Have you ever heard the theory about why humans are pregnant for 9 months? Some say it’s nature's way of giving us time to adjust to the impending leap into the unknown. I was inordinately afraid of the pain and panic of pushing an actual person out of me. Now I marvel at my fear that labor and delivery were the hardest parts of the journey. No, I didn’t really enjoy being turned inside out and squeezed like a tube of Crest. But once we were all swaddled and calm, I had to come to terms with the notion that our cozy unit of two had a new roommate. A really loud, messy, demanding one. Here was this big, howling presence that would change everything. Thank the lord that we had some time to try and prepare ourselves. We did what we were supposed to do: painted a nursery, bought onesies and bottles, stockpiled Huggies. But nothing prepared me for the emotional fault line of welcoming a first-born.
And now, after many years with our shoulders to the wheel, I can say the same thing about the first-born’s senior year of high school. We’ve needed these 9 months to adjust to the fact that he’ll be “birthing” again into a new chapter. The heavy-lifting part of our job is winding down. No complaints here – he’s healthy, happy, curious, kind, loving and getting ready to go off to college. We are, of course, excited for him, proud, relieved. We're blessed that this is the natural course of things and we wouldn’t want it any other way. So file this in the category of First World Problems: despite the happiness and relief, we’re all feeling a bit challenged by negotiating this unfamiliar terrain.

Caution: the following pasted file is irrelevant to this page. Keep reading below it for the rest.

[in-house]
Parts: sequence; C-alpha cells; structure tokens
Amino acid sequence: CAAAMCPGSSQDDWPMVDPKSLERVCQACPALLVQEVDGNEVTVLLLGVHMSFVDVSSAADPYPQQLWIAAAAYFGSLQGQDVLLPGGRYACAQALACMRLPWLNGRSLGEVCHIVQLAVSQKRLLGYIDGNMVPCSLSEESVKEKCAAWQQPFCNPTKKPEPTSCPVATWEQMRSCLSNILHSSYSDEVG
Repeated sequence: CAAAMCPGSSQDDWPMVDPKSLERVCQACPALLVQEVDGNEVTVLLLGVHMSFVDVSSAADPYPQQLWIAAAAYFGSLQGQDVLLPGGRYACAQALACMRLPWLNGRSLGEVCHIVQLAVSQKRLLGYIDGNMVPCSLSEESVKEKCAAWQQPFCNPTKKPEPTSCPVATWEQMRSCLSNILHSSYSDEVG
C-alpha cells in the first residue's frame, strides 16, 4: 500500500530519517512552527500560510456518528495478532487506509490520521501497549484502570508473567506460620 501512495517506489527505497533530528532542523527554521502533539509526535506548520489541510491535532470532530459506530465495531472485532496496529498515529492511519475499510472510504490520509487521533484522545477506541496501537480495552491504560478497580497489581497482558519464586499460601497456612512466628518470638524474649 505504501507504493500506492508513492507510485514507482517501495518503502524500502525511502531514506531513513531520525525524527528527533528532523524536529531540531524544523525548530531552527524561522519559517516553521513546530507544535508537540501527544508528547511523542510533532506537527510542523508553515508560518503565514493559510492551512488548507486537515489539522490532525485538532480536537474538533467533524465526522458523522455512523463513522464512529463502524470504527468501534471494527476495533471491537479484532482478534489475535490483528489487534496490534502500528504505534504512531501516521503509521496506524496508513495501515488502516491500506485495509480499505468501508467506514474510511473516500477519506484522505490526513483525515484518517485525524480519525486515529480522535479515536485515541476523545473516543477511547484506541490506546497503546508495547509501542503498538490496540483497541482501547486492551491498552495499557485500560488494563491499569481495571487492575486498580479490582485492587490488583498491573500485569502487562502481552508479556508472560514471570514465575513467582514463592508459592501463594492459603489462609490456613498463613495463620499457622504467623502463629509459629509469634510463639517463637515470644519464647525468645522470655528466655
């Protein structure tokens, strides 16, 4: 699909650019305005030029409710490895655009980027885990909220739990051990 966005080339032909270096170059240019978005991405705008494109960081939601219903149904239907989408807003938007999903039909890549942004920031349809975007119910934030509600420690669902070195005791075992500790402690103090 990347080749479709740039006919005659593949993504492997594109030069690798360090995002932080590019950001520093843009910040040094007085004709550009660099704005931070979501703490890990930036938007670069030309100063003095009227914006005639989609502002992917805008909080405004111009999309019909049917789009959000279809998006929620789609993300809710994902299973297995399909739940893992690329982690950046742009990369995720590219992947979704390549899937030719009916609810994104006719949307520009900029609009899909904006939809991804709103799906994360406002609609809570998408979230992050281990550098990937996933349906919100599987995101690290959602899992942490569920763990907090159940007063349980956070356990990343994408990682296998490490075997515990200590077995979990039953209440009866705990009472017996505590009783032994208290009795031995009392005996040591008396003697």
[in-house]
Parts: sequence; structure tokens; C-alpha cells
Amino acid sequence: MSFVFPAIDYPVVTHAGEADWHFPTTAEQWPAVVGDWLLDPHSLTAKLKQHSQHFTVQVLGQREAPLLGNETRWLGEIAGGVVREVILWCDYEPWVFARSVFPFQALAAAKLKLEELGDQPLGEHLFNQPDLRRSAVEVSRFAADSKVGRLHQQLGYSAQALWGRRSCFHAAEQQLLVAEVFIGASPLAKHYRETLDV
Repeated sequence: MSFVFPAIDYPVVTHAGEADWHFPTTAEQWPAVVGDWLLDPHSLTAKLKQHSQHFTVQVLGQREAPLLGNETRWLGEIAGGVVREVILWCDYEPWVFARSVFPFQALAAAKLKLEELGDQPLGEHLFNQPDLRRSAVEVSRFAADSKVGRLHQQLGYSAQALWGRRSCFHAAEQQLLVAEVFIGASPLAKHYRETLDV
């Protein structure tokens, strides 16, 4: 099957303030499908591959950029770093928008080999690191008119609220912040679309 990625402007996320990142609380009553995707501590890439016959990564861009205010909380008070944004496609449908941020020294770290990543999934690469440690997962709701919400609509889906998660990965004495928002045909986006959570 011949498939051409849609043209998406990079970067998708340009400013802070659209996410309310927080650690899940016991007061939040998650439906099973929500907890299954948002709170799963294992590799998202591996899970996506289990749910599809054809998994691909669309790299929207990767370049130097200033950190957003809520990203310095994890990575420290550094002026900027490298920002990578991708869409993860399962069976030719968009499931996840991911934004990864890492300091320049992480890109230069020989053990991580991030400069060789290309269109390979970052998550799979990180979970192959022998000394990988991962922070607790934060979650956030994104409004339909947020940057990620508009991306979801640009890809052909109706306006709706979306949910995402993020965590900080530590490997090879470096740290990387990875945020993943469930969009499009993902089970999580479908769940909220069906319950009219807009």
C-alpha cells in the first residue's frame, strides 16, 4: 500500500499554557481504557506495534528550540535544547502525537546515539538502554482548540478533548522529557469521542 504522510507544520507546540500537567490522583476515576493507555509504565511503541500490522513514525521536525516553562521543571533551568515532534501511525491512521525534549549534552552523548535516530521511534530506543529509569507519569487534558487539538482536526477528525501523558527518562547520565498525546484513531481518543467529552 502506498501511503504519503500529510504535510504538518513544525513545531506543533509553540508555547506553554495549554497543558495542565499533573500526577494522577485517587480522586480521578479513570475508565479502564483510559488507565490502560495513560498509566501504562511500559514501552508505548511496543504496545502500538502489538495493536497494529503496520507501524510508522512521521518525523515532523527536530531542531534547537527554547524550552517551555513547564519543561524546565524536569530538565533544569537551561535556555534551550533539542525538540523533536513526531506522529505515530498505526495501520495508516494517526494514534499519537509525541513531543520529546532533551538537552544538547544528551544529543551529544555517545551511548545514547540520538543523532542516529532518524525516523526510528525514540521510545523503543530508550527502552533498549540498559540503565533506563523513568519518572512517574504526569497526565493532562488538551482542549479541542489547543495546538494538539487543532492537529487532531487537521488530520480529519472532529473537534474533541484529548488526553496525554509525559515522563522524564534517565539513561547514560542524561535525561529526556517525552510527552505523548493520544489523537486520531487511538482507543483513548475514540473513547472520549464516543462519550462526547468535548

Over the last several months: the boundaries have become a little more fluid. The whole family has been wrestling with the new normal. He can’t wait to move on and out. And to remind us incessantly, that “I’m 18!” Well, excuse me, sir, but BFD! You still live in my house and I’m busting a hump to pay for everything involved with turning you into a Hokie. We’re getting used to him not being home that much anymore but confident in the knowledge that when something big happens in his life, he still texts Mom and Dad immediately. When he is home, he still might greet me at the door with a hug. I still throw my arms around his neck, or get a peck on the cheek, or whisper secret jokes in his ear. Except now, instead of stretching to hug me, he bends to make it easier for me to reach him. I am struck that I have spent so many years in the labor and joy of nurturing, loving and tripping over the tiny acorn. And now I have come up short having smacked face first into the oak tree.
So we wait impatiently to walk through a new door. Well, to be more accurate some of us our standing on one side of the door, watching Teen Spirit about to head on through to the other side. So many years, but it seems like a very similar passage sometimes. His still big howling presence is about to turn everything upside down and change it all over again.